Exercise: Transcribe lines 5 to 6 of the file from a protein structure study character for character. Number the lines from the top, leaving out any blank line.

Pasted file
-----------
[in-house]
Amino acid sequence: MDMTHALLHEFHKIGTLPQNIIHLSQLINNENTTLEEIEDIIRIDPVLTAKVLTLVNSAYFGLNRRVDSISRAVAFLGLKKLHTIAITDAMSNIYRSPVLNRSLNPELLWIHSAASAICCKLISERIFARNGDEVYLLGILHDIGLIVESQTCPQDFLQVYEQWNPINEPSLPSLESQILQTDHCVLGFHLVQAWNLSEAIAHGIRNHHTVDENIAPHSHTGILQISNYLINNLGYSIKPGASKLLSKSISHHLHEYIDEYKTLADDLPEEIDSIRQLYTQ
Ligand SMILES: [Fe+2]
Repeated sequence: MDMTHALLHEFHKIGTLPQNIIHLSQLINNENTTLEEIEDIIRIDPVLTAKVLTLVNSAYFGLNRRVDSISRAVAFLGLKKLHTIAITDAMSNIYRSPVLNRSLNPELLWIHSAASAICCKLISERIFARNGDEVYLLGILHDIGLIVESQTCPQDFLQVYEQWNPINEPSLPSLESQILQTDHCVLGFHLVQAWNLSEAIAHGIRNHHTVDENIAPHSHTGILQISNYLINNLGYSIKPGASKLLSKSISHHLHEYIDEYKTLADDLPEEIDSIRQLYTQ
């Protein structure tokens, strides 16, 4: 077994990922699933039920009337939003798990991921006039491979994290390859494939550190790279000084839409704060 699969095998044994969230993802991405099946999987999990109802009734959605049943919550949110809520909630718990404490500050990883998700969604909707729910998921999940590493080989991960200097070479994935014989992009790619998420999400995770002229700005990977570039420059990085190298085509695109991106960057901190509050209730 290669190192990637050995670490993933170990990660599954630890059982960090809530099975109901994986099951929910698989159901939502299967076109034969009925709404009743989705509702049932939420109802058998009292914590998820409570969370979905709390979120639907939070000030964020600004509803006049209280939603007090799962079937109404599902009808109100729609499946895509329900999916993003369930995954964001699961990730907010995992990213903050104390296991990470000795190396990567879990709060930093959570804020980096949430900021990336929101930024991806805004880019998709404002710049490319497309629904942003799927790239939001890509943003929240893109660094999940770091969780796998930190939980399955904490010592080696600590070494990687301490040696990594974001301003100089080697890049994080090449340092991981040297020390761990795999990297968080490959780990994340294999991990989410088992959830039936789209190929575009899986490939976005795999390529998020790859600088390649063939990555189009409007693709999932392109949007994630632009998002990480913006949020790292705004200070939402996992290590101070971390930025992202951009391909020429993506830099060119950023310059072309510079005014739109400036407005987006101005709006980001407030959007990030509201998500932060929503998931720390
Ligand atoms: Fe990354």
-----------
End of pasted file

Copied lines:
């Protein structure tokens, strides 16, 4: 077994990922699933039920009337939003798990991921006039491979994290390859494939550190790279000084839409704060 699969095998044994969230993802991405099946999987999990109802009734959605049943919550949110809520909630718990404490500050990883998700969604909707729910998921999940590493080989991960200097070479994935014989992009790619998420999400995770002229700005990977570039420059990085190298085509695109991106960057901190509050209730 290669190192990637050995670490993933170990990660599954630890059982960090809530099975109901994986099951929910698989159901939502299967076109034969009925709404009743989705509702049932939420109802058998009292914590998820409570969370979905709390979120639907939070000030964020600004509803006049209280939603007090799962079937109404599902009808109100729609499946895509329900999916993003369930995954964001699961990730907010995992990213903050104390296991990470000795190396990567879990709060930093959570804020980096949430900021990336929101930024991806805004880019998709404002710049490319497309629904942003799927790239939001890509943003929240893109660094999940770091969780796998930190939980399955904490010592080696600590070494990687301490040696990594974001301003100089080697890049994080090449340092991981040297020390761990795999990297968080490959780990994340294999991990989410088992959830039936789209190929575009899986490939976005795999390529998020790859600088390649063939990555189009409007693709999932392109949007994630632009998002990480913006949020790292705004200070939402996992290590101070971390930025992202951009391909020429993506830099060119950023310059072309510079005014739109400036407005987006101005709006980001407030959007990030509201998500932060929503998931720390
Ligand atoms: Fe990354």